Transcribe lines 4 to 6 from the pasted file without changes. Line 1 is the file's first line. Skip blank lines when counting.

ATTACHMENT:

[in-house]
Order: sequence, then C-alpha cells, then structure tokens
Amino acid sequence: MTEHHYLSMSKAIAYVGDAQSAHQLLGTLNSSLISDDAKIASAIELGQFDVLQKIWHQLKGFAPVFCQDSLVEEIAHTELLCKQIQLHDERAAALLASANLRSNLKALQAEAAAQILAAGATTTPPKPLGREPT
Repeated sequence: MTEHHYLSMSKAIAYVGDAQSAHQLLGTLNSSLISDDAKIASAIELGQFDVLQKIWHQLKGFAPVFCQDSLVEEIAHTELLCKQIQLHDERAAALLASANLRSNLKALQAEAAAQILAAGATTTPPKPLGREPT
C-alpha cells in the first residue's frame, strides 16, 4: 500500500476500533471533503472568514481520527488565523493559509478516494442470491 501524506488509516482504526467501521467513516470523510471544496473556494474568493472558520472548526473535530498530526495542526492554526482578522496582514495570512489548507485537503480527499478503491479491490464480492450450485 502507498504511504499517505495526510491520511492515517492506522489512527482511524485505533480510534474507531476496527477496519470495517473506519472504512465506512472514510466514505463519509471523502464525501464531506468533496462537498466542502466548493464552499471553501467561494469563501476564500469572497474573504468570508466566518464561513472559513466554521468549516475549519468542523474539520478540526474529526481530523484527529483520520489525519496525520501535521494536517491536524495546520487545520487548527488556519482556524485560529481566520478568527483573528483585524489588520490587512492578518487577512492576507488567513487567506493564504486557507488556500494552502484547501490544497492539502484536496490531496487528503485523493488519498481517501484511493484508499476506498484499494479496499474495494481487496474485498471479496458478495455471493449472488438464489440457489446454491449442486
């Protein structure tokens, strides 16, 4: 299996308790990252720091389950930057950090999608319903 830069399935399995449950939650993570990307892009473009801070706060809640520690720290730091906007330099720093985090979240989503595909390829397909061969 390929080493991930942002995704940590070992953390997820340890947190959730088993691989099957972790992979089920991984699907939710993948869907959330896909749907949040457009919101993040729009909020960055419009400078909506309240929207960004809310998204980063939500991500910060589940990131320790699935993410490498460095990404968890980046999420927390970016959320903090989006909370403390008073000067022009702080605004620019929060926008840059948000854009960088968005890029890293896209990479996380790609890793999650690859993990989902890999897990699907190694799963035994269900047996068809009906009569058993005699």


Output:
Repeated sequence: MTEHHYLSMSKAIAYVGDAQSAHQLLGTLNSSLISDDAKIASAIELGQFDVLQKIWHQLKGFAPVFCQDSLVEEIAHTELLCKQIQLHDERAAALLASANLRSNLKALQAEAAAQILAAGATTTPPKPLGREPT
C-alpha cells in the first residue's frame, strides 16, 4: 500500500476500533471533503472568514481520527488565523493559509478516494442470491 501524506488509516482504526467501521467513516470523510471544496473556494474568493472558520472548526473535530498530526495542526492554526482578522496582514495570512489548507485537503480527499478503491479491490464480492450450485 502507498504511504499517505495526510491520511492515517492506522489512527482511524485505533480510534474507531476496527477496519470495517473506519472504512465506512472514510466514505463519509471523502464525501464531506468533496462537498466542502466548493464552499471553501467561494469563501476564500469572497474573504468570508466566518464561513472559513466554521468549516475549519468542523474539520478540526474529526481530523484527529483520520489525519496525520501535521494536517491536524495546520487545520487548527488556519482556524485560529481566520478568527483573528483585524489588520490587512492578518487577512492576507488567513487567506493564504486557507488556500494552502484547501490544497492539502484536496490531496487528503485523493488519498481517501484511493484508499476506498484499494479496499474495494481487496474485498471479496458478495455471493449472488438464489440457489446454491449442486
């Protein structure tokens, strides 16, 4: 299996308790990252720091389950930057950090999608319903 830069399935399995449950939650993570990307892009473009801070706060809640520690720290730091906007330099720093985090979240989503595909390829397909061969 390929080493991930942002995704940590070992953390997820340890947190959730088993691989099957972790992979089920991984699907939710993948869907959330896909749907949040457009919101993040729009909020960055419009400078909506309240929207960004809310998204980063939500991500910060589940990131320790699935993410490498460095990404968890980046999420927390970016959320903090989006909370403390008073000067022009702080605004620019929060926008840059948000854009960088968005890029890293896209990479996380790609890793999650690859993990989902890999897990699907190694799963035994269900047996068809009906009569058993005699």